Tigers and Rebels part of five-way tie for fourth in SEC
By JAMES MORAN
Tiger Rag Associate Editor
Kramer Robertson remembers his first visit to Swayze Field well.
A rookie second baseman at the time, Robertson and the rest of the veteran-laden infield gathered on the mound as Alan Dunn came out to chat with Aaron Nola.
“I remember being a little freshman feeling like I was a deer in the headlights,” Robertson said. “Probably the first where I was like wow. ESPN game. Friday night game. I couldn’t even hear AD on the mound when he was yelling two feet away from me.”
Robertson, now the veteran leader of a young team, leads LSU back to Oxford for the start of a pivotal SEC West showdown set to begin Thursday night.
And with the two rivals presently locked in a five-way tie for fourth place at 10-8 in the SEC, the atmosphere figures to be equally electric given both league and regional seeding considerations are on the line.
“Coming back as a vet, I’m excited to play in that environment again,” Robertson said. “It’s something I’m looking forward to, and it’s something I want to prepare the younger guys for so they don’t feel how I felt, because I was a little bit overwhelmed as a freshman.”
Despite their relative inexperience, Paul Mainieri’s group has fared pretty well away from the friendly — albeit pressure packed — confines of Alex Box Stadium.
LSU lost its road opener in heart-breaking fashion to a veteran Lamar club that slugged its way out of an early 8-0 hole. They went on the road the following midweek and defeated Nicholls State. Though it was a neutral site game, the Tigers also defeated UL-Lafayette at the Wally Pontiff Classic at Zephyr Field.
They arguably been better in conference play. LSU, struggling mightily at the time, held its own in losing two of three to a heavily-favored Texas A&M. Since then LSU has taken five of its six league contests on the road from Auburn and Missouri.
“Sometimes, when they’re young kids here, the old Intimidator out there in right field can intimidate our kids more than it intimidates the other team,” Mainieri said. “The expectations are so high here and there’s a lot of pressure on these kids. Sometimes, when they get away from the Box, they relax and play a little bit better.”
That poise has seemed to wane of late, regardless of venue. LSU comes into the Ole Miss having lost three of its last four games, with unearned runs scored as a result of head-scratching errors figuring prominently in all three defeats.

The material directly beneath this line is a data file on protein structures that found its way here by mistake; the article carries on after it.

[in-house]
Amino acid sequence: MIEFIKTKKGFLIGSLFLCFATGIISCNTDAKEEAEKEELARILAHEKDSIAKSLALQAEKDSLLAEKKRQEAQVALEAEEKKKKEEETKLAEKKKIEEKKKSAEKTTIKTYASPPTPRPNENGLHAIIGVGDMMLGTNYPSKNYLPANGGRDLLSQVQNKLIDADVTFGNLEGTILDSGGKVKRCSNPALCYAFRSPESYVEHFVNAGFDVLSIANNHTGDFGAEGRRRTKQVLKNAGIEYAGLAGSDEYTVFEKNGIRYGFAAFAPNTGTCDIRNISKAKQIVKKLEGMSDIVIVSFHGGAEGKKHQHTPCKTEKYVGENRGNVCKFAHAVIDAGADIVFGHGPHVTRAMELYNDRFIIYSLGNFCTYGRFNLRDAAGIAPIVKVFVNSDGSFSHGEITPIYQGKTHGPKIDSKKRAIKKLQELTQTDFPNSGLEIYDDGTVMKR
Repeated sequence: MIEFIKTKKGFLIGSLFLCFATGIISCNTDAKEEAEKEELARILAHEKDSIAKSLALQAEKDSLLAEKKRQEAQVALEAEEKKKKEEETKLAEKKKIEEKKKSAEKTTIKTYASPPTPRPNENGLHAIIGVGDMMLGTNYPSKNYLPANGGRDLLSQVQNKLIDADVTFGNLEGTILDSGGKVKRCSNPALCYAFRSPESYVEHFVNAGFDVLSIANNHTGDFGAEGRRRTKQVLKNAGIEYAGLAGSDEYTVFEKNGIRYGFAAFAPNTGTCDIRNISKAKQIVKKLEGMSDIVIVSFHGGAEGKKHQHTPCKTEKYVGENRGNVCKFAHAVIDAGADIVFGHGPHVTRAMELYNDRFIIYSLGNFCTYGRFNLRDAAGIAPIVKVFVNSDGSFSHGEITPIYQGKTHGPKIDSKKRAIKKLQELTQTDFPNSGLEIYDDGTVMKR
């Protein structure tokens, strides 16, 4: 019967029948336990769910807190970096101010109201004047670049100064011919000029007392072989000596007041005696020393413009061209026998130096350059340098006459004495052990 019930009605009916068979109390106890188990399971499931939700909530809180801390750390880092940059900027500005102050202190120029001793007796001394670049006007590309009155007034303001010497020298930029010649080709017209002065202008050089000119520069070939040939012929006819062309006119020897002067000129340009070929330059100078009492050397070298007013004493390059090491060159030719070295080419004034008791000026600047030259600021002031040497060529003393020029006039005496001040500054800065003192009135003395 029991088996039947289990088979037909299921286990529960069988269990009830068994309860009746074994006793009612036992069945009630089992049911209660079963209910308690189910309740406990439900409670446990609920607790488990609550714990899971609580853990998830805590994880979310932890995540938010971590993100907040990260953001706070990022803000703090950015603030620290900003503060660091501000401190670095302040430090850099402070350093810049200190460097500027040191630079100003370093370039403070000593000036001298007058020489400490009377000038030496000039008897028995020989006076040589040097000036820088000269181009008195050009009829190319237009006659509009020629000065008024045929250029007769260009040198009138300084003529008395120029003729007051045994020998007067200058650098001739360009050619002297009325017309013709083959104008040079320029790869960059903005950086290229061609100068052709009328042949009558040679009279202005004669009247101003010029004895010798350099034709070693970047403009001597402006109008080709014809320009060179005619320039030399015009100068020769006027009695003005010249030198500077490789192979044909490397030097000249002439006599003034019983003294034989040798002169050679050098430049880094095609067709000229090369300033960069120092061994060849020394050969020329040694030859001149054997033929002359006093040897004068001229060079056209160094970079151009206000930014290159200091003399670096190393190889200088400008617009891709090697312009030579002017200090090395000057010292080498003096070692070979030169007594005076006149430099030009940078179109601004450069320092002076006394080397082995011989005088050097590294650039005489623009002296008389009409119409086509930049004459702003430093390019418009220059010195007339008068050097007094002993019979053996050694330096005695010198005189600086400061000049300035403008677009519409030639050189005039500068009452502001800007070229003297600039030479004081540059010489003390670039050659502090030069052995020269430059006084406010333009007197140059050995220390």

The latest came Tuesday night in the form of a 4-1 loss to Tulane before a record-setting crowd of 5,215 at Turchin Stadium. LSU’s lineup once again couldn’t solve J.P. France, and for the second time in three games, Greg Deichmann was charged with a catching error at first base that allowed a run to score.
“Last night was inconsistent with what we’ve been doing on the road,” Mainieri said. “My concern obviously is that Tulane was a pretty hostile environment. Well, so is Swayze Field. I compare Tulane and Ole Miss as very similar places to play. They don’t like us very much at either place, quite frankly.”
Errors are bound to happen, but what’s been troubling for LSU is the fact the recent string of miscues have been of the mental variety. A first baseman not keeping his foot on the bag. A second baseman trying to be too quick and dropping a double play flip with recording a single out.
Those are the kind of mistakes that can snowball in a hurry and, as Mainieri pointed out last weekend, can be the difference in typically close-played league games.
“You’ve got to have a short memory,” Robertson said. “Errors are going to happen. They’re a part of the game. But I think you’ve got to limit the bad, bad ones that just can’t happen.”
“It’s just a focus thing,” Deichmann said. “We’re all talented. We’re all capable of making every play that we’ve made errors on. I guess it’s just a focus thing.”
From a personnel standpoint, Mainieri didn’t tip his hand as far as a plan for who will play first base this weekend. He expressed confidence in Deichmann’s abilities, though he added that Bryce Jordan and Brody Wofford were also in the mix.
Mainieri replaced Deichmann with Wofford after the former struck out in the seventh inning Tuesday night, which extended his current hitting slump to 1-for-16 with five strikeouts.
“Part of growing up as a player and maturing as a player is learning to leave your bat in the dugout and go play defense when you’re asked to go play defense,” Mainieri said. “He’s had a couple of defensive mistakes, and it happens to be in the middle of when he’s in a tough hitting stretch. You hope that’s just a coincidence, but if it’s not, he’s not taking enough pride in his defense.”
Deichmann added: “It can get to that point where it gets frustrating when both sides aren’t really going for you, but you’ve got to try to separate the two. You’ve got to separate the field and separate your at-bats. That’s the biggest thing to work on and I’m working on that right now.”